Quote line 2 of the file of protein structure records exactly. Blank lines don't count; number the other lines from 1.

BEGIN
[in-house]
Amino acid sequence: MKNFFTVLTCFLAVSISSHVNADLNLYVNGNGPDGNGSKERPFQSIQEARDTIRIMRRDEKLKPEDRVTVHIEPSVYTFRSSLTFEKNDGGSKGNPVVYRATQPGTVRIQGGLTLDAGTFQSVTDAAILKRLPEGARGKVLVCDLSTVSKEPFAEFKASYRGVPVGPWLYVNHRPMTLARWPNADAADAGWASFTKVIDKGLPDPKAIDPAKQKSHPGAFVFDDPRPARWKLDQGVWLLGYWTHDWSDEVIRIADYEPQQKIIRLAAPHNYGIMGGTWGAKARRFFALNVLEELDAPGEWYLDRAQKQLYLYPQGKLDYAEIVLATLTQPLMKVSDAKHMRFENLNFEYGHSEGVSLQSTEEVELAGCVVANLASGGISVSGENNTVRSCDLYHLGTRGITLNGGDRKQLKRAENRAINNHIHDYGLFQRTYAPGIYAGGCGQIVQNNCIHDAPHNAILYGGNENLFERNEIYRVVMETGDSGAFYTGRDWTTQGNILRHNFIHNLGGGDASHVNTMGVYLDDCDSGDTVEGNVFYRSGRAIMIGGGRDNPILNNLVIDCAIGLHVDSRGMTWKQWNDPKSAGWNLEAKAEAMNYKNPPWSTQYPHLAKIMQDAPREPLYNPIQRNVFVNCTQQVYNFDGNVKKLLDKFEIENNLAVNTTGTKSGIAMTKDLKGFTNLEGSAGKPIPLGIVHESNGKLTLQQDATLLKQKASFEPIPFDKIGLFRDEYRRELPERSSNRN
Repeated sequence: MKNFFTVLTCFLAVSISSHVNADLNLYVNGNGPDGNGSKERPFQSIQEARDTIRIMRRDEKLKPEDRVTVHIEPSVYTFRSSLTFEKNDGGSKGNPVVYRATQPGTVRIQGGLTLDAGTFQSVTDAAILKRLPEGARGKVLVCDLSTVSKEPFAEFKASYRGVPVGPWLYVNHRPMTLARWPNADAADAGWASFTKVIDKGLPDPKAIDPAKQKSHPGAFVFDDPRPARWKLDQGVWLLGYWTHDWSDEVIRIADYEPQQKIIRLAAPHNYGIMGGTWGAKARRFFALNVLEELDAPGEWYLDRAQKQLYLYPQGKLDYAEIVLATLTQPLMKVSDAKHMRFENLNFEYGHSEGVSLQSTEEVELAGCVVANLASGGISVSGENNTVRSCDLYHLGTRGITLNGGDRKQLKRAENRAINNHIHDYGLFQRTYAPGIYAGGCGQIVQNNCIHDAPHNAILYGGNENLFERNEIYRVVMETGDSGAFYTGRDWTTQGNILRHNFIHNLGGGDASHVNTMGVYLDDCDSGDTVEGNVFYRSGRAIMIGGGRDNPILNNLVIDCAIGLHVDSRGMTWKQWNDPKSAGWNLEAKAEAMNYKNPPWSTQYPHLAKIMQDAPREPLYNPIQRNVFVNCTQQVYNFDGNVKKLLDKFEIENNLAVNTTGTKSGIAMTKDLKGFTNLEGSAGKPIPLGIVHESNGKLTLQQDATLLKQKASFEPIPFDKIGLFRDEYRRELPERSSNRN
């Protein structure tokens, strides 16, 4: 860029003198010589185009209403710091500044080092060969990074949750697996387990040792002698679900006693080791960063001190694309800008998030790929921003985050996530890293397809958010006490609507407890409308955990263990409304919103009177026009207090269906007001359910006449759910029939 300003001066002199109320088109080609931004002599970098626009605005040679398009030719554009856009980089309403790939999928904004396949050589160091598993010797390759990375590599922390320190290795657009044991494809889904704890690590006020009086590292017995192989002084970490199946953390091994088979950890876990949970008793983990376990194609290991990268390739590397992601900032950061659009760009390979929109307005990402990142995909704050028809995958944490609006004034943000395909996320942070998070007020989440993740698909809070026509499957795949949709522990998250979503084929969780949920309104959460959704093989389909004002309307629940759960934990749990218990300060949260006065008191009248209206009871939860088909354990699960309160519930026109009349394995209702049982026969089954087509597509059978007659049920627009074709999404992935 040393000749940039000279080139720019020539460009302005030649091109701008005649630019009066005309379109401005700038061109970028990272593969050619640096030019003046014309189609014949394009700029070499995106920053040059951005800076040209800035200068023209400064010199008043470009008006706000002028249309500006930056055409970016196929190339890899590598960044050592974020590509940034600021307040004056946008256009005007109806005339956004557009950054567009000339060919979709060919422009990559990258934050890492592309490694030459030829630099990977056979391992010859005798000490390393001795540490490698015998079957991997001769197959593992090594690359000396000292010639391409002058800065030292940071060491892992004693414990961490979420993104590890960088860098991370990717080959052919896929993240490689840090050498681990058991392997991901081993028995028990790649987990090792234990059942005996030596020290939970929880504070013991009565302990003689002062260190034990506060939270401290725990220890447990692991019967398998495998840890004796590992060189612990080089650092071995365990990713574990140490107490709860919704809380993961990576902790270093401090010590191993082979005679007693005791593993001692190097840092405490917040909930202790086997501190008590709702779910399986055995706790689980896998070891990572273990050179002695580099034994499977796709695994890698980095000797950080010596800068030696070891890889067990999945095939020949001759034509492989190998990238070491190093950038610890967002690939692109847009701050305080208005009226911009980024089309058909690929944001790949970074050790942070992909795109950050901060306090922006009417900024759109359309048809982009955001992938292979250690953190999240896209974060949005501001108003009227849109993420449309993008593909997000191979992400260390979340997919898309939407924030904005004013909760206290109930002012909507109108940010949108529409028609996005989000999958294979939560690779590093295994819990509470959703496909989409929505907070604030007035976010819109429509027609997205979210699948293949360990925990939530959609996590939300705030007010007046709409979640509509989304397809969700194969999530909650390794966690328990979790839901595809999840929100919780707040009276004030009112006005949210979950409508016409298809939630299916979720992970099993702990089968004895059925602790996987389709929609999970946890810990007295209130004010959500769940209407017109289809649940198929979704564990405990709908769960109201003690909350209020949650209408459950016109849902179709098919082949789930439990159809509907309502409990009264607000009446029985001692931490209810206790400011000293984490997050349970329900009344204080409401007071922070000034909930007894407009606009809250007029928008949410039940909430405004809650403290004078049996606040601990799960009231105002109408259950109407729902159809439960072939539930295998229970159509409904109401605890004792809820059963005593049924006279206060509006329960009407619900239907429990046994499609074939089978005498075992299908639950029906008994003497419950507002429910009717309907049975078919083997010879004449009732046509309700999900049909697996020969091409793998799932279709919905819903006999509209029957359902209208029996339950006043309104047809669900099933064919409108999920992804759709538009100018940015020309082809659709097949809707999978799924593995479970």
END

Amino acid sequence: MKNFFTVLTCFLAVSISSHVNADLNLYVNGNGPDGNGSKERPFQSIQEARDTIRIMRRDEKLKPEDRVTVHIEPSVYTFRSSLTFEKNDGGSKGNPVVYRATQPGTVRIQGGLTLDAGTFQSVTDAAILKRLPEGARGKVLVCDLSTVSKEPFAEFKASYRGVPVGPWLYVNHRPMTLARWPNADAADAGWASFTKVIDKGLPDPKAIDPAKQKSHPGAFVFDDPRPARWKLDQGVWLLGYWTHDWSDEVIRIADYEPQQKIIRLAAPHNYGIMGGTWGAKARRFFALNVLEELDAPGEWYLDRAQKQLYLYPQGKLDYAEIVLATLTQPLMKVSDAKHMRFENLNFEYGHSEGVSLQSTEEVELAGCVVANLASGGISVSGENNTVRSCDLYHLGTRGITLNGGDRKQLKRAENRAINNHIHDYGLFQRTYAPGIYAGGCGQIVQNNCIHDAPHNAILYGGNENLFERNEIYRVVMETGDSGAFYTGRDWTTQGNILRHNFIHNLGGGDASHVNTMGVYLDDCDSGDTVEGNVFYRSGRAIMIGGGRDNPILNNLVIDCAIGLHVDSRGMTWKQWNDPKSAGWNLEAKAEAMNYKNPPWSTQYPHLAKIMQDAPREPLYNPIQRNVFVNCTQQVYNFDGNVKKLLDKFEIENNLAVNTTGTKSGIAMTKDLKGFTNLEGSAGKPIPLGIVHESNGKLTLQQDATLLKQKASFEPIPFDKIGLFRDEYRRELPERSSNRN